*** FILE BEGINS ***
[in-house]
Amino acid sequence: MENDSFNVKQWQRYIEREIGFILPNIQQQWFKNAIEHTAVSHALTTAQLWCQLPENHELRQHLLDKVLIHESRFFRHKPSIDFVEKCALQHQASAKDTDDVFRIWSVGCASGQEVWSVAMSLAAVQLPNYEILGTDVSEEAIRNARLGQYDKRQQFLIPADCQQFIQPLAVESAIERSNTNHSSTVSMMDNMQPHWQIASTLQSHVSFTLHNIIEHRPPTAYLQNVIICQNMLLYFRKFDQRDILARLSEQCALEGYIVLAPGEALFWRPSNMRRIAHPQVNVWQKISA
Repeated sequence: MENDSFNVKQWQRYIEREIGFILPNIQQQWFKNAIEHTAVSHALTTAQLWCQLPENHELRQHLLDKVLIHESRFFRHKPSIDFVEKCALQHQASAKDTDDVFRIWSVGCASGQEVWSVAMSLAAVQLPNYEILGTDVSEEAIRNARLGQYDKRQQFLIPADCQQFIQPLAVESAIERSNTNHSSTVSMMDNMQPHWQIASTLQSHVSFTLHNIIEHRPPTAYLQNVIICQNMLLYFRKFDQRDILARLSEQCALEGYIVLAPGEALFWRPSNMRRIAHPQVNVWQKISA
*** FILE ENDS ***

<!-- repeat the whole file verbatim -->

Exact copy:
[in-house]
Amino acid sequence: MENDSFNVKQWQRYIEREIGFILPNIQQQWFKNAIEHTAVSHALTTAQLWCQLPENHELRQHLLDKVLIHESRFFRHKPSIDFVEKCALQHQASAKDTDDVFRIWSVGCASGQEVWSVAMSLAAVQLPNYEILGTDVSEEAIRNARLGQYDKRQQFLIPADCQQFIQPLAVESAIERSNTNHSSTVSMMDNMQPHWQIASTLQSHVSFTLHNIIEHRPPTAYLQNVIICQNMLLYFRKFDQRDILARLSEQCALEGYIVLAPGEALFWRPSNMRRIAHPQVNVWQKISA
Repeated sequence: MENDSFNVKQWQRYIEREIGFILPNIQQQWFKNAIEHTAVSHALTTAQLWCQLPENHELRQHLLDKVLIHESRFFRHKPSIDFVEKCALQHQASAKDTDDVFRIWSVGCASGQEVWSVAMSLAAVQLPNYEILGTDVSEEAIRNARLGQYDKRQQFLIPADCQQFIQPLAVESAIERSNTNHSSTVSMMDNMQPHWQIASTLQSHVSFTLHNIIEHRPPTAYLQNVIICQNMLLYFRKFDQRDILARLSEQCALEGYIVLAPGEALFWRPSNMRRIAHPQVNVWQKISA